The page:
Morning business news - October 16

Wednesday 16 October 2013 10.32
Morning business news from Emma McNamara at the Irish Tax Institute's post-Budget breakfast
Morning business news from Emma McNamara at the Irish Tax Institute's post-Budget breakfast

The Irish Tax Institute is hosting a post-Budget breakfast in Dublin city centre this morning to chew over over the decisions made in yesterday's budget by Ministers Michael Noonan and Brendan Howlin.

Helen O'Sullivan, President of the Irish Tax Institute, welcomes the fact that there were no income tax or universal social charge increases in yesterday's Budget, adding that this will increase consumers' confidence on spending as their take-home pay is not cut. She says it should also lead up a strong Christmas spend, which will boost retail sales and therefore the economy. The retention of the 9% tourism VAT rate will also have a positive impact on the domestic and local economy, she adds.

Ms O'Sullivan says the news that the Government plans to shut a tax arrangement used by Apple - and a small number of other companies - to shelter $40 billion from taxation is also a positive move by Mr Noonan. She says that companies want to feel secure in the countries in which they operate and Mr Noonan wants to keep them here. Mr Noonan told the Dail yesterday that he wants Ireland to "play fair but to play to win", and the tax expert says that from now on, companies will know where they stand with regards to tax rules. They will be given 15 months to adapt to the new changes which will be contained in the Finance Bill next week.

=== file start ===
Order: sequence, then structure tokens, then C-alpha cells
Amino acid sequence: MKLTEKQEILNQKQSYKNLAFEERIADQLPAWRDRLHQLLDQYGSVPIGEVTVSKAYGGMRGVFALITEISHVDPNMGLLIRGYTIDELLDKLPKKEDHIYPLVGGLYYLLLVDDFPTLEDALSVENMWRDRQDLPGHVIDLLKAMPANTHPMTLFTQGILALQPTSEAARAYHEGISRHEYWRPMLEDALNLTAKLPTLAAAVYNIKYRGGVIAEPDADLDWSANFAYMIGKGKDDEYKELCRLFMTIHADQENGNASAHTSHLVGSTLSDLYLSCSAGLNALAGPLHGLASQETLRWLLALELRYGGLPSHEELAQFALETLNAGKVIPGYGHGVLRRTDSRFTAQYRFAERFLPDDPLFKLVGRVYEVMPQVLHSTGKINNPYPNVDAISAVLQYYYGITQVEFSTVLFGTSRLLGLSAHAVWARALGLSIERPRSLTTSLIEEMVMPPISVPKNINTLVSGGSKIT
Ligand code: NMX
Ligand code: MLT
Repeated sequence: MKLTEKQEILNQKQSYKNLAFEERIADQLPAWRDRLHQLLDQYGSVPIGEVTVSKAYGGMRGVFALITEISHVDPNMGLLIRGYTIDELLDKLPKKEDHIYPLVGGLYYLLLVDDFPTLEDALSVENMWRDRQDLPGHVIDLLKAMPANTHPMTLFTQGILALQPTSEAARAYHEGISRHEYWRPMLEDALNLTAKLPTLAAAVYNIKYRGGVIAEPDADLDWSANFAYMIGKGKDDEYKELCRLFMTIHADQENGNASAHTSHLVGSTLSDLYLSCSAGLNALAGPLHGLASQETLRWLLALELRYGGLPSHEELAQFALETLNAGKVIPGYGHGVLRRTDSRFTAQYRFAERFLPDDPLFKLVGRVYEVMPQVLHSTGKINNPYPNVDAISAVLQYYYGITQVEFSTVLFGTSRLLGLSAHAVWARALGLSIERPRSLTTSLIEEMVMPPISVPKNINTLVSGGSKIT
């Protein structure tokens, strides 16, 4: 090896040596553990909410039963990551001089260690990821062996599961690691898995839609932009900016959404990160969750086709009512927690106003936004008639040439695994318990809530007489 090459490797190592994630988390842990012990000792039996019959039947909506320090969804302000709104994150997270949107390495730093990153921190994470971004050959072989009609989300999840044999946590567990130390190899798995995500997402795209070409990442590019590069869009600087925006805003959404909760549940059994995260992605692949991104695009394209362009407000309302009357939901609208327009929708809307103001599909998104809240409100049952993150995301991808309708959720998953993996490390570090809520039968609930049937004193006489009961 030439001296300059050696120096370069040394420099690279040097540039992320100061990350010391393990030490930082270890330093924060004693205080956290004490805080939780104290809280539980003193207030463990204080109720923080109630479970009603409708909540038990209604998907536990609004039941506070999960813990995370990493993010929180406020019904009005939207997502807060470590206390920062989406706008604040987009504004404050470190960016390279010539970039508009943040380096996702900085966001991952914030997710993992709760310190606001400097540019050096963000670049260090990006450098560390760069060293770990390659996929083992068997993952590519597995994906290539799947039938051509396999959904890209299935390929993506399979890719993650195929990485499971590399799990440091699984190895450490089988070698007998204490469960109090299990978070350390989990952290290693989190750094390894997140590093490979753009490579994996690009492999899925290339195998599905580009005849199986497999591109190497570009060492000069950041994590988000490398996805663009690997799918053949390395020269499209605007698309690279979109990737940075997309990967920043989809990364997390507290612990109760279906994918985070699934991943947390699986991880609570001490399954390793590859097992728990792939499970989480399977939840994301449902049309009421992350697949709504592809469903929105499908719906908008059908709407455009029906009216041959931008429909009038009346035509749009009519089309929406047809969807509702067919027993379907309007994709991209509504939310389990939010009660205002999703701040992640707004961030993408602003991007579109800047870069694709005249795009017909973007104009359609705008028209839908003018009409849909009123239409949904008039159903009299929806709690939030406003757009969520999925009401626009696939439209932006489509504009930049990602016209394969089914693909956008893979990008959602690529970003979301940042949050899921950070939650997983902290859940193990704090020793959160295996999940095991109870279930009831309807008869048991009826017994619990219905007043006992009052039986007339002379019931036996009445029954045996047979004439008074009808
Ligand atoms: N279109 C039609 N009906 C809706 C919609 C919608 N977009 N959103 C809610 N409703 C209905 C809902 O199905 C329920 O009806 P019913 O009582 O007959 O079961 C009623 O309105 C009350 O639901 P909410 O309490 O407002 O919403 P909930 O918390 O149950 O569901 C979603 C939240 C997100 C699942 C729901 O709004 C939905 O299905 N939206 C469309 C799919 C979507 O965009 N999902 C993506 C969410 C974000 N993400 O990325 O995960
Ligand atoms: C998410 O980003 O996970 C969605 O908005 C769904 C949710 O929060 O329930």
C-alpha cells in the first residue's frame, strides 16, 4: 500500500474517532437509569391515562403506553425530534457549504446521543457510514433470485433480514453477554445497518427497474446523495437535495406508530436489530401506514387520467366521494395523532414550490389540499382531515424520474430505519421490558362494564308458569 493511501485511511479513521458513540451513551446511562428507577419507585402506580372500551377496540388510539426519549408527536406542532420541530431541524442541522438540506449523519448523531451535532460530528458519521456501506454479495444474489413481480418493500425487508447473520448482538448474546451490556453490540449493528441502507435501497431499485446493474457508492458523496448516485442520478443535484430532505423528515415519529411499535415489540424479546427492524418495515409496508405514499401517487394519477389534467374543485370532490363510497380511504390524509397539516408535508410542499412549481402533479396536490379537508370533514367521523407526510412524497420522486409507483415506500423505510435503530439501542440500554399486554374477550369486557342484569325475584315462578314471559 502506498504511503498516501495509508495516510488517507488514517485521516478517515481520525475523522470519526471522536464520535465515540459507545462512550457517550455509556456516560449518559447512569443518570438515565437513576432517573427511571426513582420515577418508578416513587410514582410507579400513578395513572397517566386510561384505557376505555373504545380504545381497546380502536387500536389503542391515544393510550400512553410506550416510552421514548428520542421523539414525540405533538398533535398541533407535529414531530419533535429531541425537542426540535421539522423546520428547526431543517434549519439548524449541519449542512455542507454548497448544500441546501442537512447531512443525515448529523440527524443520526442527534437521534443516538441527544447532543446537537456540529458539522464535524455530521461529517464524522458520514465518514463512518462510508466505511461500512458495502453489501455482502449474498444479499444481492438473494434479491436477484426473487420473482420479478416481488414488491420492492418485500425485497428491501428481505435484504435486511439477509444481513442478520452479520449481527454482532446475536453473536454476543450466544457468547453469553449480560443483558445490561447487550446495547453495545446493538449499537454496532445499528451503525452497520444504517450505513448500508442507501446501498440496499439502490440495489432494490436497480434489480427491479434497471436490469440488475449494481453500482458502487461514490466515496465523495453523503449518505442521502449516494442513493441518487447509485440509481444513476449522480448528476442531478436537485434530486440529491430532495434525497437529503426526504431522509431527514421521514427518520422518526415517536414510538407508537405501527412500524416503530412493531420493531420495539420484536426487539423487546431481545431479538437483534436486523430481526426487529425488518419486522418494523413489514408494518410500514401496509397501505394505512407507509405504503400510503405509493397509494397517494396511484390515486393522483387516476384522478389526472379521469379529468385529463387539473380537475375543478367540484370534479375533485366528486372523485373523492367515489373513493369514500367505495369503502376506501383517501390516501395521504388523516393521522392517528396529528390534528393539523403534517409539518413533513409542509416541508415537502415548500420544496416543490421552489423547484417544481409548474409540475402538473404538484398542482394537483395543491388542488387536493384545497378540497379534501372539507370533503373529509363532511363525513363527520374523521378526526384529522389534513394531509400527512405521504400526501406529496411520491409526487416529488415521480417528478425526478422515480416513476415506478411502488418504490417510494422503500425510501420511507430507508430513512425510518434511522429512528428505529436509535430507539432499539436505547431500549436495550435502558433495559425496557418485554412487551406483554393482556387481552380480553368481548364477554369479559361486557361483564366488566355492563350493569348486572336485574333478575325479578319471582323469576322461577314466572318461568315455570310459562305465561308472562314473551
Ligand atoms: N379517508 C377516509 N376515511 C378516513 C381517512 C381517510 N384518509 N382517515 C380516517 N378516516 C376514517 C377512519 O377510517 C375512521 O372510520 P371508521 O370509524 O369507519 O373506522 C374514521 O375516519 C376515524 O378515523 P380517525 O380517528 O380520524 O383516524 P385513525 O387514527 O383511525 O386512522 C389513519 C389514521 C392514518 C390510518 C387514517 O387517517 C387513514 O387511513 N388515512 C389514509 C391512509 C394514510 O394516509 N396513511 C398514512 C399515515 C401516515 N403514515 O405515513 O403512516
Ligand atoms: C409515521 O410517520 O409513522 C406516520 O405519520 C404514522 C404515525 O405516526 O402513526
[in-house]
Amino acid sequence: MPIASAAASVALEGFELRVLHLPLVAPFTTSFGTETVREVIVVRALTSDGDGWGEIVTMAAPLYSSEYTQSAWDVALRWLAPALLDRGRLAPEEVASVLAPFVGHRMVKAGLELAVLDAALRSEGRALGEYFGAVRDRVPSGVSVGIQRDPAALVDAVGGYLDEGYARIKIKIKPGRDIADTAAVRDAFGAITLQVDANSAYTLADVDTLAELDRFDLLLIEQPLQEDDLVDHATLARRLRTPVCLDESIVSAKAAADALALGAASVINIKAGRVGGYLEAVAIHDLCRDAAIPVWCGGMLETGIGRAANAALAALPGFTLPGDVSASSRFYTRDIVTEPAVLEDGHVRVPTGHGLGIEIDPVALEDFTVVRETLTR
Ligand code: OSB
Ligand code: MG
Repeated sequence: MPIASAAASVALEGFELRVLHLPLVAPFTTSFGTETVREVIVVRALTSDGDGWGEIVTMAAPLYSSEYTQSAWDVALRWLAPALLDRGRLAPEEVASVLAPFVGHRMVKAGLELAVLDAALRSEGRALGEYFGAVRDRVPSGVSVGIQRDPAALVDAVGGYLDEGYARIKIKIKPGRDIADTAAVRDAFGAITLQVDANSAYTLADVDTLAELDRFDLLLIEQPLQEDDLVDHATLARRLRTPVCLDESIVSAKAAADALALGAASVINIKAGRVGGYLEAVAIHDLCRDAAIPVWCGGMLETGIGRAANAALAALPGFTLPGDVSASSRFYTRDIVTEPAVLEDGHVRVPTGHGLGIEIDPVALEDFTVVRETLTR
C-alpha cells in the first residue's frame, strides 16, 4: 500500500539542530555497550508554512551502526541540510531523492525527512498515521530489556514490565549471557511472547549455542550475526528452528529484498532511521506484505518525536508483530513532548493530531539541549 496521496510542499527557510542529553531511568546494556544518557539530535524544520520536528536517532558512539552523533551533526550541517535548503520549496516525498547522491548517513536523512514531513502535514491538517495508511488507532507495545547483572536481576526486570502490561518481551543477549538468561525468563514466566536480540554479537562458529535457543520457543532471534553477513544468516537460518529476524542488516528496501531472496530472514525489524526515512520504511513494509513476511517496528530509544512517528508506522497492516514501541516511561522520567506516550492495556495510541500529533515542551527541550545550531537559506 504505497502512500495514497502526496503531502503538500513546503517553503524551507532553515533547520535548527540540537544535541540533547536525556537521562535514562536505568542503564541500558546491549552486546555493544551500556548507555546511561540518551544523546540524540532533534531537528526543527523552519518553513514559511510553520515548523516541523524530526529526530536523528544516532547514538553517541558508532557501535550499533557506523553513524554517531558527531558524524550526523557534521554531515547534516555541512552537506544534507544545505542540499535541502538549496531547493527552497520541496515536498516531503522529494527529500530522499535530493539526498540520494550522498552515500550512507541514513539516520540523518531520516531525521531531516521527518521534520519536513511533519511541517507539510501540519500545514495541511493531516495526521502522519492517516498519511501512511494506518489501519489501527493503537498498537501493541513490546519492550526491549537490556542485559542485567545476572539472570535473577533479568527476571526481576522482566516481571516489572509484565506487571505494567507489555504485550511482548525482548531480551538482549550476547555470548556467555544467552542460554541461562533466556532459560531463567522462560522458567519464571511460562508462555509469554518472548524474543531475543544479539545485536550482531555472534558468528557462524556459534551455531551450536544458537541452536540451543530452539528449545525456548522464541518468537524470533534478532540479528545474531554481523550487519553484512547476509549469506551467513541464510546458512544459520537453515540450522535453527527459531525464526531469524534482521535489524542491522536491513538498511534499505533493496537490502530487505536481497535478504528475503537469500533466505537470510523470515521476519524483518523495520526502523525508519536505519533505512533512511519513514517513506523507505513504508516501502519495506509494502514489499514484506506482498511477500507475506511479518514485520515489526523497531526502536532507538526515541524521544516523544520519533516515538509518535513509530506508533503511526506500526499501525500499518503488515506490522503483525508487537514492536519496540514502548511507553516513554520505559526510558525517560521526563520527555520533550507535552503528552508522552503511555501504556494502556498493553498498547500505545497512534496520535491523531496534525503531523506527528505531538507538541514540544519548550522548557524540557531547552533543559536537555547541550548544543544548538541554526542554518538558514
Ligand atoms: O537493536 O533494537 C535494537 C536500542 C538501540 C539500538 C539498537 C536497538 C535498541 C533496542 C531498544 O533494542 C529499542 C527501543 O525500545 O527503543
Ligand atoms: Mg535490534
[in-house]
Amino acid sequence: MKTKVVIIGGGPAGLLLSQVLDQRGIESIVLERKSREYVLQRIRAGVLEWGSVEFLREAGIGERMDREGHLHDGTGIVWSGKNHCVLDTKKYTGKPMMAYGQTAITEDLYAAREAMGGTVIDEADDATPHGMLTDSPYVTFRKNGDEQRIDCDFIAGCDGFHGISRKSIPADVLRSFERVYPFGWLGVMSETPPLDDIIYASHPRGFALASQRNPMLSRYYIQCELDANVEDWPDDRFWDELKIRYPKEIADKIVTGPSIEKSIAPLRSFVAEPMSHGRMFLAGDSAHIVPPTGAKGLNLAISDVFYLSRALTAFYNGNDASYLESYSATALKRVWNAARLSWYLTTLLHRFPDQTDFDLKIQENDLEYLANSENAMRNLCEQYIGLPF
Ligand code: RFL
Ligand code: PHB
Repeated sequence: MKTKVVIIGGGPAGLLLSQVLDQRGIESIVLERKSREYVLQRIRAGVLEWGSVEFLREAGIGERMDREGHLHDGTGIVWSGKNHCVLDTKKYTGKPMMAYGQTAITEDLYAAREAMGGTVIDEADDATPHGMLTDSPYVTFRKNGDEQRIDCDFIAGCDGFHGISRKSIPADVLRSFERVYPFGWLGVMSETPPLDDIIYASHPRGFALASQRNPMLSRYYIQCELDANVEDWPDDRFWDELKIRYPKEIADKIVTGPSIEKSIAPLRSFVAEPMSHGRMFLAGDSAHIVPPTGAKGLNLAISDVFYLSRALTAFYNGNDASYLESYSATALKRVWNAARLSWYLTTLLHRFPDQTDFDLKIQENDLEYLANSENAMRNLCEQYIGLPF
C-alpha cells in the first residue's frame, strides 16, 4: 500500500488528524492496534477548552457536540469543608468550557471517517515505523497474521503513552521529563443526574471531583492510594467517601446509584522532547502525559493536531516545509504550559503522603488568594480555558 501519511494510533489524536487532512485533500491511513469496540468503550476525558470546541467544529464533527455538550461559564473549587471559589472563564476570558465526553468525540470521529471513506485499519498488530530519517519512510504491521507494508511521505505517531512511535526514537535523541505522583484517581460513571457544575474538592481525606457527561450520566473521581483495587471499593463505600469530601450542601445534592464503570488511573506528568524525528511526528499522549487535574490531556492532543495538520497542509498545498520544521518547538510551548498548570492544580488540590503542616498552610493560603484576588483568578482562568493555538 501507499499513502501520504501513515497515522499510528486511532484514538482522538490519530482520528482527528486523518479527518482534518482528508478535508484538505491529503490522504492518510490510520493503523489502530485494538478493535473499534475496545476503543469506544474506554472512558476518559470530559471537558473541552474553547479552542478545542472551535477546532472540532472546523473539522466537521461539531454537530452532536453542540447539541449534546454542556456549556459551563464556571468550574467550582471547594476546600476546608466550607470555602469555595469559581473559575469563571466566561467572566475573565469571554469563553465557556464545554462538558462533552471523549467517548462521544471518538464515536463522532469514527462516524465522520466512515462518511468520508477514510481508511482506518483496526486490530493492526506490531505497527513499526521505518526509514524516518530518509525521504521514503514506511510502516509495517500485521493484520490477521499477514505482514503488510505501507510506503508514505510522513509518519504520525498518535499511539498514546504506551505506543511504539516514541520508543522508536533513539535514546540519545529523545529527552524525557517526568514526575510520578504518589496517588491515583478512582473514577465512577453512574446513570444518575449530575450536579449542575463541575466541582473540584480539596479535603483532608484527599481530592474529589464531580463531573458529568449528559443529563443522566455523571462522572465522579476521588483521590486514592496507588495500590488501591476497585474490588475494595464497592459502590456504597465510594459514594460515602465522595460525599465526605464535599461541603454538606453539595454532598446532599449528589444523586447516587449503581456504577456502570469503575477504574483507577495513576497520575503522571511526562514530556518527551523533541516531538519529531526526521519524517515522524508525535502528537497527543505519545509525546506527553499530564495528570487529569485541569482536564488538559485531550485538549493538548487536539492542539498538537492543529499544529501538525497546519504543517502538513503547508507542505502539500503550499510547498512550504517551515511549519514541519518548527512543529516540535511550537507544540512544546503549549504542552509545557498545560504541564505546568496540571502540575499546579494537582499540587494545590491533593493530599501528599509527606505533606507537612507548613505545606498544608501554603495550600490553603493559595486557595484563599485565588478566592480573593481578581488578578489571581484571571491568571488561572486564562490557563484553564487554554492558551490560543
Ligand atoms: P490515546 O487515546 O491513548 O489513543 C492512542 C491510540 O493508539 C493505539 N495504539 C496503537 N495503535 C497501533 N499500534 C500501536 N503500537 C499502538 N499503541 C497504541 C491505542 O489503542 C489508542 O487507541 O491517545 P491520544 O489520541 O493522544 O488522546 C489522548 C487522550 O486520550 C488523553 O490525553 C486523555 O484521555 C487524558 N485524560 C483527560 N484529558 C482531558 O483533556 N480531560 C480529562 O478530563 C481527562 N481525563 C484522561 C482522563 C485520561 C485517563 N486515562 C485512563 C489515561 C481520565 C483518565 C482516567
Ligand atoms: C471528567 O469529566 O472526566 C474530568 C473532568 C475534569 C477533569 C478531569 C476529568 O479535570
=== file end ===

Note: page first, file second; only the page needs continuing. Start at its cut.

Entrepreneur and chairman of Forfás, Eoin O'Driscoll, welcomes the commitment to the country's 12.5% corporation tax rate. He says that Ireland must remain competitive on business taxes, but the Government knows that reputation is key in attracting multinationals to set up - and retain - jobs here. Mr O'Driscoll says he believes that multinationals will be reassured by Mr Noonan's Budget statement yesterday, adding that it has also been welcomed in the US by the two senators who had labelled Ireland as a tax haven.

Mr O'Driscoll says the Budget was directionally correct for Irish businesses and very positive. The capital gains tax relief roll-over move was very positive, while the Forás chairman also welcomed the retention of the 9% VAT rate. He also says that Budget 2014 was positive in terms of growing new businesses and starting new businesses and welcomed the fact that it does not add to the payroll taxes. But he cautions that we may be getting ahead of ourselves, adding that there is still some balancing of the books to be done.